Reform, Syrian Style


The Syrian regime has freed 130 political prisoners, some held for as long as 30 years. The New York Times story announcing the move noted ?some human rights officials say it is a sign, if a small and ambiguous one, of the larger pressures Syria is under these days, with more than 100,000 American soldiers next door in Iraq and increasing impatience for change at home.?

However, this passage seemed closer to the truth:

Many experts on Syria say they believe the prisoner release was partly a gesture to the European Union, in anticipation of the coming signing of [an EU-Syrian] trade pact, and partly to show some movement on reforms to Syrians themselves. And since most of the released prisoners were Islamists, some speculate that the release was a way to create good will with the growing number of observant Muslims in Syria? In all, human rights activists, diplomats and other experts say the prisoner release seems consistent with what they see as other recent steps to ease pressure on several fronts: give a little but make no major changes that could loosen the government?s hold on power.

One passage, however, was more revealing: ?Reiterating Syria?s often-stated view [one former Syrian official] said internal reforms were difficult to carry out in the absence of peace with Israel.?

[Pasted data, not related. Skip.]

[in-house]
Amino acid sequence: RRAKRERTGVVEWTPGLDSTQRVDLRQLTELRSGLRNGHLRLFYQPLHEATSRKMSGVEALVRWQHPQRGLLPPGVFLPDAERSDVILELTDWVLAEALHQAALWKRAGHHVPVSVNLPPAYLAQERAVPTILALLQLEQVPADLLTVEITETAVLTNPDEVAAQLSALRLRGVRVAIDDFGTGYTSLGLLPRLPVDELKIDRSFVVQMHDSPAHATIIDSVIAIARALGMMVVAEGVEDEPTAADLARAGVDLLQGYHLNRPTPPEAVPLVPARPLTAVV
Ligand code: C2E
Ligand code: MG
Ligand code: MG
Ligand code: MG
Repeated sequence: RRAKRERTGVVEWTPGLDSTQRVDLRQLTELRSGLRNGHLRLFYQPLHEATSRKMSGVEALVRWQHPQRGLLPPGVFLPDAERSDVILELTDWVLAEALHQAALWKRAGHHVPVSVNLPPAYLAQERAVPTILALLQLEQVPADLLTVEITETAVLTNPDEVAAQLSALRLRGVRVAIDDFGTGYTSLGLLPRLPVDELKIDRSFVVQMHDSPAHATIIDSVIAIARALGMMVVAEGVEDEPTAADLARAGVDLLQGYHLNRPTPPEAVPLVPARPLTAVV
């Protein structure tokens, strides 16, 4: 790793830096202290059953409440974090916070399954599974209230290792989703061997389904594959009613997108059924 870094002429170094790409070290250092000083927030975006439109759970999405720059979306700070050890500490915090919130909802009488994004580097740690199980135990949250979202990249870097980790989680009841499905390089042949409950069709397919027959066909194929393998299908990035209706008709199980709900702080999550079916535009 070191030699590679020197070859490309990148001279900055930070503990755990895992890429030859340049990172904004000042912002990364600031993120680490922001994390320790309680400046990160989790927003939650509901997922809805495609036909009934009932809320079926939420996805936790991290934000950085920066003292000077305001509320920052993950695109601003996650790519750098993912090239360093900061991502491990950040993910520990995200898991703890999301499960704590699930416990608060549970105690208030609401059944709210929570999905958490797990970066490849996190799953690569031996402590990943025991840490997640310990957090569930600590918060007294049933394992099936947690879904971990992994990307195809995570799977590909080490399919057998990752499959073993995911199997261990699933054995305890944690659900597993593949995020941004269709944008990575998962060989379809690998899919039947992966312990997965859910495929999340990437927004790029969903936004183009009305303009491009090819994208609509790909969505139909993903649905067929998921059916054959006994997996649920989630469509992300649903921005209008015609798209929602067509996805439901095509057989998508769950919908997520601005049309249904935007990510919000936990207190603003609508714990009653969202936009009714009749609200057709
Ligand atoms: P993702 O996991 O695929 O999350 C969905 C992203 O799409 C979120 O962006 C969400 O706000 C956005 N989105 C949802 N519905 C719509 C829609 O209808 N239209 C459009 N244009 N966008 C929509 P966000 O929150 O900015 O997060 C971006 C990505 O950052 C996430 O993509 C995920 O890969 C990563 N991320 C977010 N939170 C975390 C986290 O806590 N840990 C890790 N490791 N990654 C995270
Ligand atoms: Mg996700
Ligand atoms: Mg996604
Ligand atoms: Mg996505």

Precisely why Syria should hold domestic reform and democratization hostage to the conflict with Israel is unclear, especially as the Syrian army has studiously avoided initiating war with the Israelis since October 1973. But this is the problem: Syria has spent decades building up parallel domestic security services that need the conflict with Israel to justify their own existence.

What the former official didn?t address was the reverse of the coin: How eager would the security services be to accept a peace settlement if it leads to less power for them? Under the late Hafiz al-Assad the threshold was lower, because of the old man?s influence. But under his inexperienced son, Bashar, it is surely much higher. He can only deliver a peace with Israel that he can sell to his own political elite and security services; but he?s in no position to get one because Syria is far too weak vis-?-vis Israel.